Grayling's Song

When I jumped at the chance to read Karen Cushman’s new middle grade novel, Grayling’s Song, in an advance reading copy, I expected another of her fine historical novels that took me to life in the past. Settling in for expected pleasure, the first lines seemed to confirm that anticipation. “The mist hung low in the valley between the forest and the town. It dangled from tree branches like stockings on a washing line . . . “

Grayling gathers herbs for her mother’s remedies while her mother threatens to turn her into a toad if she doesn’t hurry. “Ah,” I thought, “medieval story.” Then the fire comes that burns the house down, and something in the smoke turns her mother’s feet into roots that clutch the ground and begin a transformation of her mother into a tree, and I know I’m neither in the middle ages nor in historical fiction!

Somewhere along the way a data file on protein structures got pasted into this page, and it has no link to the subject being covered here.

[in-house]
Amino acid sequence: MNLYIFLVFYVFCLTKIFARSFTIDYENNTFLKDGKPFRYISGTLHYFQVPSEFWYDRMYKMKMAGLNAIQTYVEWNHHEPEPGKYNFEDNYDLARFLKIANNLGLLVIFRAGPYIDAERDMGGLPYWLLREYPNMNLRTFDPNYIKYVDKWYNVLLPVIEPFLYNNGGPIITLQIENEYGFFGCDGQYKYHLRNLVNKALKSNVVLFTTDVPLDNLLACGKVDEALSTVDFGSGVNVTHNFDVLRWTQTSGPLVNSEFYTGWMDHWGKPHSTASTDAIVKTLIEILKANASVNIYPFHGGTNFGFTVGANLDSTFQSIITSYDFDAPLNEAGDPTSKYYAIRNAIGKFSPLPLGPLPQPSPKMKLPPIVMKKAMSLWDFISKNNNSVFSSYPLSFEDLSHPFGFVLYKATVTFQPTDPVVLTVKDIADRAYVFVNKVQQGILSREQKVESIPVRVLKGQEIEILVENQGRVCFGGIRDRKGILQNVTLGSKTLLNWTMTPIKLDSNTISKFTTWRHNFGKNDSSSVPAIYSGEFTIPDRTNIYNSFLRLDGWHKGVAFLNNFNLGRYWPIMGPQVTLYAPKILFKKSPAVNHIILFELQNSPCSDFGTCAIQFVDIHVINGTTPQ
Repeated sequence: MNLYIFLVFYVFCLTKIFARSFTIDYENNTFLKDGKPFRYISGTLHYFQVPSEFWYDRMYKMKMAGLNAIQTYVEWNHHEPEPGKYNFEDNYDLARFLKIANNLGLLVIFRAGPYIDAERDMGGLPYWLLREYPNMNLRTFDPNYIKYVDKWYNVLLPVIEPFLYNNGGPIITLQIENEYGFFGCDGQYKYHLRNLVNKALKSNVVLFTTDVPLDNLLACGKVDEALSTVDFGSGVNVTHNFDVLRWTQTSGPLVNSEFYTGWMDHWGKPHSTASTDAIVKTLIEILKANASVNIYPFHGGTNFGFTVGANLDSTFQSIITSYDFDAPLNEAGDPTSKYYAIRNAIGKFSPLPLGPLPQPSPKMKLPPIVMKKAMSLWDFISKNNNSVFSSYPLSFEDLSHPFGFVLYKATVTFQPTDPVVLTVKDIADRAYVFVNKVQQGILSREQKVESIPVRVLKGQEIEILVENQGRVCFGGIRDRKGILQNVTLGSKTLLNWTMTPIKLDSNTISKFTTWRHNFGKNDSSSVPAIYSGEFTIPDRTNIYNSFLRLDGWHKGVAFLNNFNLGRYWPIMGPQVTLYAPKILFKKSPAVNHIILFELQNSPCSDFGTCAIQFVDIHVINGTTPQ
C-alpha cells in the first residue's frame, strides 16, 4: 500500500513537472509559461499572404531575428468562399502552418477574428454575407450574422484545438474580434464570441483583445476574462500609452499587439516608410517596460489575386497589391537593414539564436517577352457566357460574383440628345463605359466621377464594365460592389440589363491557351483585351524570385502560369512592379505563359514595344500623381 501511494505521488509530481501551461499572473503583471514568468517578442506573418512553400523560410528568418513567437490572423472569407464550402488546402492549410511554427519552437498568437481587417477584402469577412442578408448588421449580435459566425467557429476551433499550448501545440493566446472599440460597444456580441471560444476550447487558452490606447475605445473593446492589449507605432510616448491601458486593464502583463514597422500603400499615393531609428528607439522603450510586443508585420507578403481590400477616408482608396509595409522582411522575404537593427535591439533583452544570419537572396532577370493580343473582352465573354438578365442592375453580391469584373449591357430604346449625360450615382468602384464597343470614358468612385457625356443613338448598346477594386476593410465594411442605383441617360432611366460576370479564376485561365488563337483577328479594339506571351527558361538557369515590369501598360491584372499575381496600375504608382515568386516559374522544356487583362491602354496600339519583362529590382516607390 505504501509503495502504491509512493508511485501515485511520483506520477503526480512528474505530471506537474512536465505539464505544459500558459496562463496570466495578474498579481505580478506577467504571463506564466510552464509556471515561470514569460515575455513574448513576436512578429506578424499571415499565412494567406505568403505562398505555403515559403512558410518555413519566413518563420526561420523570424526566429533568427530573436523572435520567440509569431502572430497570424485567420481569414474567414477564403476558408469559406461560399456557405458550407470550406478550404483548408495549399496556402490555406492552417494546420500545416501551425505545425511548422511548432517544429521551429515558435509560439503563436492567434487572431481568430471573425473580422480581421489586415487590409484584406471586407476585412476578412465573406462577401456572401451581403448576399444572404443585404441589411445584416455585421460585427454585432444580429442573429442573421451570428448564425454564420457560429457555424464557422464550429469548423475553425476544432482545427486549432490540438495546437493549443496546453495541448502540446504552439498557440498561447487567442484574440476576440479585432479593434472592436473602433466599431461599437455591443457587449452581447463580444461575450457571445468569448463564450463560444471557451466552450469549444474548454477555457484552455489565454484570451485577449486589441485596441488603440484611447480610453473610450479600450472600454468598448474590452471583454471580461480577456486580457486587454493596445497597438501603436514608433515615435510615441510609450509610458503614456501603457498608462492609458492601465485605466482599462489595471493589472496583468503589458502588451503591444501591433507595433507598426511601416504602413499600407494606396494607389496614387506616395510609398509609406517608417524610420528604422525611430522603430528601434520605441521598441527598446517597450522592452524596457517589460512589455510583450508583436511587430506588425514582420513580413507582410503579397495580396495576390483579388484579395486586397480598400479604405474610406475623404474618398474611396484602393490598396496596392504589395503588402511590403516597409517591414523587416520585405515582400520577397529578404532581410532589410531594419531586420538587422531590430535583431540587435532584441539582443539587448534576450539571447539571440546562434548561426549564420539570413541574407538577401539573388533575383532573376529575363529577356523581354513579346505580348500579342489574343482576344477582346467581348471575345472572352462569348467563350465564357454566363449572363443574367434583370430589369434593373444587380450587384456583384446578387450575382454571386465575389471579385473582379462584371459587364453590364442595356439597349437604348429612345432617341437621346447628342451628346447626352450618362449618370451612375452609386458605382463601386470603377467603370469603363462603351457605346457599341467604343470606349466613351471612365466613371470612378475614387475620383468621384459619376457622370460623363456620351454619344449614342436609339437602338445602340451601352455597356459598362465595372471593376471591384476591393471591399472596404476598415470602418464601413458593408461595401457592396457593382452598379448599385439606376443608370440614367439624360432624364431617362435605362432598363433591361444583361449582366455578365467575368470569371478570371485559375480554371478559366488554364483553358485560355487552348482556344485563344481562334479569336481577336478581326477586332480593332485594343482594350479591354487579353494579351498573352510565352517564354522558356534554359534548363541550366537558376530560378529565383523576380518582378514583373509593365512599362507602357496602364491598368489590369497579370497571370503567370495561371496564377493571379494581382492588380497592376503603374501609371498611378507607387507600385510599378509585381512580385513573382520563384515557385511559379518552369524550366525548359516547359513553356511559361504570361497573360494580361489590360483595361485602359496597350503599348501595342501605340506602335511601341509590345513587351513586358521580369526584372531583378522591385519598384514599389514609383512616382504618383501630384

The grimoire, the book of chants, spells, and rituals that can reveal the way to undo the magical rooting, has disappeared in the smoke. Forced to leave her complaining and timidity behind, Grayling accumulates interesting companions on her quest that sometimes help and sometimes get in her way – a bewitching enchantress, an aging weather witch, a prophet who uses cheese for his divination, and the lovable Pook – a shape-shifting mouse.

She relies on her mother’s songs for gathering, for healing, for heartening, and for discovery along her treacherous journey seeking the grimoire and discovers there’s a song that only she and the grimoire can hear that directs her path. Eventually, she comes to a crisis that requires a song of her own.

Both those who look for Cushman’s trademark lyrical prose and those who love to find themselves in a magical world of fantasy will enjoy the book, even if they don’t fit its intended audience of middle graders.